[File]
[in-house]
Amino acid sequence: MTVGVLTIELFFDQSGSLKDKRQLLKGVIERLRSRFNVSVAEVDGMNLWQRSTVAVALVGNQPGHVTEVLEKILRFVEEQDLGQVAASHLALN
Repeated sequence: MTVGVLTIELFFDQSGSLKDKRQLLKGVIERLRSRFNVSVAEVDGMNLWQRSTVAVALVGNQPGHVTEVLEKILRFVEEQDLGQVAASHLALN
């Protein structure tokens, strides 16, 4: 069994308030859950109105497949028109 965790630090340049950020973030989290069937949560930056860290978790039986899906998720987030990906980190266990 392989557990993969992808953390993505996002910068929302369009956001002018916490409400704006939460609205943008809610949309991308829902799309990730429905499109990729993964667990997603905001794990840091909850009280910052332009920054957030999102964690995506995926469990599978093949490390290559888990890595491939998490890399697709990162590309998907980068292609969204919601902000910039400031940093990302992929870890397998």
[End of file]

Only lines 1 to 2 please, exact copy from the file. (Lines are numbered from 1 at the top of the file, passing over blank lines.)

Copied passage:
[in-house]
Amino acid sequence: MTVGVLTIELFFDQSGSLKDKRQLLKGVIERLRSRFNVSVAEVDGMNLWQRSTVAVALVGNQPGHVTEVLEKILRFVEEQDLGQVAASHLALN